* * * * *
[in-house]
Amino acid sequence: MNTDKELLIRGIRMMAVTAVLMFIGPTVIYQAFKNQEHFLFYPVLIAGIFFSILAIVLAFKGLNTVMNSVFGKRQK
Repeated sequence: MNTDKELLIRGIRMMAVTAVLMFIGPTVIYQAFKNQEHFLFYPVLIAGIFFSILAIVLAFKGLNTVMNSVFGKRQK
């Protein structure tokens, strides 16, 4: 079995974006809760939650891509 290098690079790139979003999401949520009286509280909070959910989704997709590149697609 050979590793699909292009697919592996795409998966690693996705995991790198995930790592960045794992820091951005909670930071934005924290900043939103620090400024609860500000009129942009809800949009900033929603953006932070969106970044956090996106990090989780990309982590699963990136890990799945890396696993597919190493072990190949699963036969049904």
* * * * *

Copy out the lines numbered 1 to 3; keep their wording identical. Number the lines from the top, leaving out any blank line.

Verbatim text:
[in-house]
Amino acid sequence: MNTDKELLIRGIRMMAVTAVLMFIGPTVIYQAFKNQEHFLFYPVLIAGIFFSILAIVLAFKGLNTVMNSVFGKRQK
Repeated sequence: MNTDKELLIRGIRMMAVTAVLMFIGPTVIYQAFKNQEHFLFYPVLIAGIFFSILAIVLAFKGLNTVMNSVFGKRQK